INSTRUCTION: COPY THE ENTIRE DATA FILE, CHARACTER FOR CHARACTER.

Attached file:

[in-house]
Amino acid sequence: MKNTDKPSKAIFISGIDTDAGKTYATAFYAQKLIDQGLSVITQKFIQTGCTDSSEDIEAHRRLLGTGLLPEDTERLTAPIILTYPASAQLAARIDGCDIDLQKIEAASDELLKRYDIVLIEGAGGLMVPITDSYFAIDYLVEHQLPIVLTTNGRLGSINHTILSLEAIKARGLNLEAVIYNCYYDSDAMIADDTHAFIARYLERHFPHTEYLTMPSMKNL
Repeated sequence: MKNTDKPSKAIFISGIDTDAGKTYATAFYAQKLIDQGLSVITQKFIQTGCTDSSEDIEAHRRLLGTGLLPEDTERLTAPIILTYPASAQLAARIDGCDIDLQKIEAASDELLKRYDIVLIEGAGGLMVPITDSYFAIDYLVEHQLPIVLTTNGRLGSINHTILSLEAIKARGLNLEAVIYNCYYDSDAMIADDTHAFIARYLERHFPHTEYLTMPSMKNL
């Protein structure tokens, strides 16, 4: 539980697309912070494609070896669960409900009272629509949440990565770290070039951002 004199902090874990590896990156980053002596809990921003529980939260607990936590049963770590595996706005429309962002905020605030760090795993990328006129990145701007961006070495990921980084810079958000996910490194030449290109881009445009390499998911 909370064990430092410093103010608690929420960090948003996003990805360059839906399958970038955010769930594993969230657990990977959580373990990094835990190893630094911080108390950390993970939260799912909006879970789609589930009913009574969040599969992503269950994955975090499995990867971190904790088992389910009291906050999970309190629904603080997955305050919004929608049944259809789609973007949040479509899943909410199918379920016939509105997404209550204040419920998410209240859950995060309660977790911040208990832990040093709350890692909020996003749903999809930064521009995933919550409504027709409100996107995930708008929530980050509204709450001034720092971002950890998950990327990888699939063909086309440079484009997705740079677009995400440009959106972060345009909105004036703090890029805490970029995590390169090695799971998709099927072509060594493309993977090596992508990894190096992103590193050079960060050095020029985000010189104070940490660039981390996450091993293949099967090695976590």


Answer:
[in-house]
Amino acid sequence: MKNTDKPSKAIFISGIDTDAGKTYATAFYAQKLIDQGLSVITQKFIQTGCTDSSEDIEAHRRLLGTGLLPEDTERLTAPIILTYPASAQLAARIDGCDIDLQKIEAASDELLKRYDIVLIEGAGGLMVPITDSYFAIDYLVEHQLPIVLTTNGRLGSINHTILSLEAIKARGLNLEAVIYNCYYDSDAMIADDTHAFIARYLERHFPHTEYLTMPSMKNL
Repeated sequence: MKNTDKPSKAIFISGIDTDAGKTYATAFYAQKLIDQGLSVITQKFIQTGCTDSSEDIEAHRRLLGTGLLPEDTERLTAPIILTYPASAQLAARIDGCDIDLQKIEAASDELLKRYDIVLIEGAGGLMVPITDSYFAIDYLVEHQLPIVLTTNGRLGSINHTILSLEAIKARGLNLEAVIYNCYYDSDAMIADDTHAFIARYLERHFPHTEYLTMPSMKNL
């Protein structure tokens, strides 16, 4: 539980697309912070494609070896669960409900009272629509949440990565770290070039951002 004199902090874990590896990156980053002596809990921003529980939260607990936590049963770590595996706005429309962002905020605030760090795993990328006129990145701007961006070495990921980084810079958000996910490194030449290109881009445009390499998911 909370064990430092410093103010608690929420960090948003996003990805360059839906399958970038955010769930594993969230657990990977959580373990990094835990190893630094911080108390950390993970939260799912909006879970789609589930009913009574969040599969992503269950994955975090499995990867971190904790088992389910009291906050999970309190629904603080997955305050919004929608049944259809789609973007949040479509899943909410199918379920016939509105997404209550204040419920998410209240859950995060309660977790911040208990832990040093709350890692909020996003749903999809930064521009995933919550409504027709409100996107995930708008929530980050509204709450001034720092971002950890998950990327990888699939063909086309440079484009997705740079677009995400440009959106972060345009909105004036703090890029805490970029995590390169090695799971998709099927072509060594493309993977090596992508990894190096992103590193050079960060050095020029985000010189104070940490660039981390996450091993293949099967090695976590």